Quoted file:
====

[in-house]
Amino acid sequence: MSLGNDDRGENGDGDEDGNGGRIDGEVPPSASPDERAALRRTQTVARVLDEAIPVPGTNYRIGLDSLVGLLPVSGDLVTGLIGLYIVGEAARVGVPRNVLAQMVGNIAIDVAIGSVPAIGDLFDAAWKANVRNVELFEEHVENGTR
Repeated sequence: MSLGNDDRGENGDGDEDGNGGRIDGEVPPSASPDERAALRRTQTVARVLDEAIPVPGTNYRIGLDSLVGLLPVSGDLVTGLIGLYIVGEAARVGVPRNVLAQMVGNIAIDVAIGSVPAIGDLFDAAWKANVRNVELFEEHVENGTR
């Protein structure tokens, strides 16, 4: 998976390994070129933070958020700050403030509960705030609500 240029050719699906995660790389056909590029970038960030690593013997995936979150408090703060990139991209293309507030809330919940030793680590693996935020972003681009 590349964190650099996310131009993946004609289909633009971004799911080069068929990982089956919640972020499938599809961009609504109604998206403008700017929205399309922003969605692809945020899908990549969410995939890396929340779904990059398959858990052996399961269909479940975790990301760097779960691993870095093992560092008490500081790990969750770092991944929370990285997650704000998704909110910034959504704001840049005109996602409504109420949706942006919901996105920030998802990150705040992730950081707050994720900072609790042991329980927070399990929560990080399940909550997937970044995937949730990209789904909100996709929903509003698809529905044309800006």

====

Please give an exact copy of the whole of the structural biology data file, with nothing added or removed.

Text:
[in-house]
Amino acid sequence: MSLGNDDRGENGDGDEDGNGGRIDGEVPPSASPDERAALRRTQTVARVLDEAIPVPGTNYRIGLDSLVGLLPVSGDLVTGLIGLYIVGEAARVGVPRNVLAQMVGNIAIDVAIGSVPAIGDLFDAAWKANVRNVELFEEHVENGTR
Repeated sequence: MSLGNDDRGENGDGDEDGNGGRIDGEVPPSASPDERAALRRTQTVARVLDEAIPVPGTNYRIGLDSLVGLLPVSGDLVTGLIGLYIVGEAARVGVPRNVLAQMVGNIAIDVAIGSVPAIGDLFDAAWKANVRNVELFEEHVENGTR
């Protein structure tokens, strides 16, 4: 998976390994070129933070958020700050403030509960705030609500 240029050719699906995660790389056909590029970038960030690593013997995936979150408090703060990139991209293309507030809330919940030793680590693996935020972003681009 590349964190650099996310131009993946004609289909633009971004799911080069068929990982089956919640972020499938599809961009609504109604998206403008700017929205399309922003969605692809945020899908990549969410995939890396929340779904990059398959858990052996399961269909479940975790990301760097779960691993870095093992560092008490500081790990969750770092991944929370990285997650704000998704909110910034959504704001840049005109996602409504109420949706942006919901996105920030998802990150705040992730950081707050994720900072609790042991329980927070399990929560990080399940909550997937970044995937949730990209789904909100996709929903509003698809529905044309800006």